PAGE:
From time to time, at least once a year, I find myself parenting with grinding teeth. Generally, it takes me a week or so to recognize it for what it is. I begin with irritability. Things that haven’t bothered me for months or years suddenly piss me off at every turn and a cranky inner monologue starts up. The next step is passive-aggressive fantasies. I am not, by nature, someone who leaves ‘signs’ for other people. I am generally very straightforward and can ask for what I need or want, so when I start imagining scenarios where I follow the Mrs. Piggle-Wiggle school of parenting, I know something is up.* I am really in trouble if I start acting on those fantasies.
Fortunately, I am a ruminator. Or, unfortunately. Once I notice that something is out of whack, I do my best to inquire about it. It isn’t often that those inquiries are friendly or compassionate (they generally go something like this, “Dude! What the f*#k is up? Why is this driving you so mad?”), but they do at least open the door to some sort of curiosity, which is a good thing. It usually takes a few days of observing myself and my emotional responses to get at the heart of what is bugging me and more often than not, it is some sort of judgment of my lack of good parenting skills that is throwing me off. Some generalized notion that I am doing this all wrong and screwing up my kids for life (!!!) that is pushing all of my buttons and leaving me feeling like a burn victim who bristles at every touch. Within 24 hours of that realization, I can relax enough to realize that I’ve been walking through my days with a clenched jaw and balled-up fists for a while and it’s pretty uncomfortable. Not as uncomfortable as the recognition that I think I’m a pretty shitty parent, but unpleasant nonetheless.
I had a conversation with Bubba last night about some of the things that are making me crazy this time and was struck by how little he internalizes these things. He admitted to being bugged by many of the same things that our girls do (or don’t do, as it were), and then he said, “But I don’t read anything bigger into it. I don’t think of it as my fault or your fault or expect that it means that they’ll grow up to be horrible/selfish/fragile people. It just pisses me off.”
I wish. And I wonder if it is a function of my own expectations of myself or a function of our cultural assignment of blame/credit to the mother of a child that I do internalize those things. That while sometimes I can go through my days feeling confident and peaceful about my parenting skills, at other times I am absolutely certain that if the world only knew, they would condemn my abilities as a parent at once.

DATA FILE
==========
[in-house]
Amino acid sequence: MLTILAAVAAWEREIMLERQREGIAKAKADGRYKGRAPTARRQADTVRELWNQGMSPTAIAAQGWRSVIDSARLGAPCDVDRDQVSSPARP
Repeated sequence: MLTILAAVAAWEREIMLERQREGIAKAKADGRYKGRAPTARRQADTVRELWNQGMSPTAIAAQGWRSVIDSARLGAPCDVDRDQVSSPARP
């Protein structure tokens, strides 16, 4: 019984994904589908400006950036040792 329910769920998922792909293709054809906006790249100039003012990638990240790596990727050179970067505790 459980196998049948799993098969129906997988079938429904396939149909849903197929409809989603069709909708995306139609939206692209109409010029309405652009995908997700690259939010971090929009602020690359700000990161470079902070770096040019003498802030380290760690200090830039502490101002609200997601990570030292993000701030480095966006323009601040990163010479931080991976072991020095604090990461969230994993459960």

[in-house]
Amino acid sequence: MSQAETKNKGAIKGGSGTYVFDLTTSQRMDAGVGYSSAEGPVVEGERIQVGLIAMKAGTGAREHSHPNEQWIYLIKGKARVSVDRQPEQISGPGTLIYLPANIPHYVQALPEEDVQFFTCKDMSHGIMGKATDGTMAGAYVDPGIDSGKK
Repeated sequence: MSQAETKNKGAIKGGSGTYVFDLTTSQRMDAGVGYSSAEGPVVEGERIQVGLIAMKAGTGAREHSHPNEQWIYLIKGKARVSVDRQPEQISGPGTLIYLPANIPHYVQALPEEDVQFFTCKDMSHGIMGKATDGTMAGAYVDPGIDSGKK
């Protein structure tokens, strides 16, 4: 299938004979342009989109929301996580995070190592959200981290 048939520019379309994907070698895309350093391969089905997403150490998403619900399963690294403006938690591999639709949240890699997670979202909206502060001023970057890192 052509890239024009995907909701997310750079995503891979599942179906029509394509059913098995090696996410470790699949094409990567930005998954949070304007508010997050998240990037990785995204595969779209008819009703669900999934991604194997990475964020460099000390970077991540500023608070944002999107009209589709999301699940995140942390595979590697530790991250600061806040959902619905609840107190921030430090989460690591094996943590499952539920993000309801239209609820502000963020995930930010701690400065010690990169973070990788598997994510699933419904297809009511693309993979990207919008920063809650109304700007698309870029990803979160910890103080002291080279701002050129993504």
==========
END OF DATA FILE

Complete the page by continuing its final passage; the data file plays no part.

In any case, I am within sight of the daylight at the end of this tunnel. Now that I have identified the awful things I have been saying to myself behind the scenes, I can begin to turn them over, feel their edges, contain them in one place and see them for what they are. I can dissect them and try to understand where they come from and eventually set them aside and come back to myself. I try not to think about how many more of these hidden condemnations exist within me, although I know how to confront them, because I suspect I would feel overwhelmed if I knew. As a young parent, I wrestled with many of them and always assumed that there would come a day when I had tossed each and every one of them into the abyss. I never imagined how many would come back around with the same form, triggered by different things. While I embrace the knowledge that parenting is a forever-job, I am less enthusiastic about the aspects of myself it forces me to contend with over and over again. I do think I’m getting better at it, though. There’s something to be said for practice…
*For those of you who haven’t read the Mrs. Piggle-Wiggle books, I’ll try to explain. She was the neighborhood child development expert/grandmother figure to whom all of the parents turned when their children wouldn’t eat/clean their bedrooms/do their homework/go to sleep on time. Her solutions involved what a lot of folks would call ‘natural consequences,’ but are what I think of as very passive-aggressive tactics such as leaving a child’s room to become so messy that they become trapped inside with all manner of stinky clothes and dirty dishes and eventually come to physical harm (albeit minor) after tripping on a toy they forgot was on the floor. They then magically see the wisdom of their parents’ rules and start cleaning up after themselves.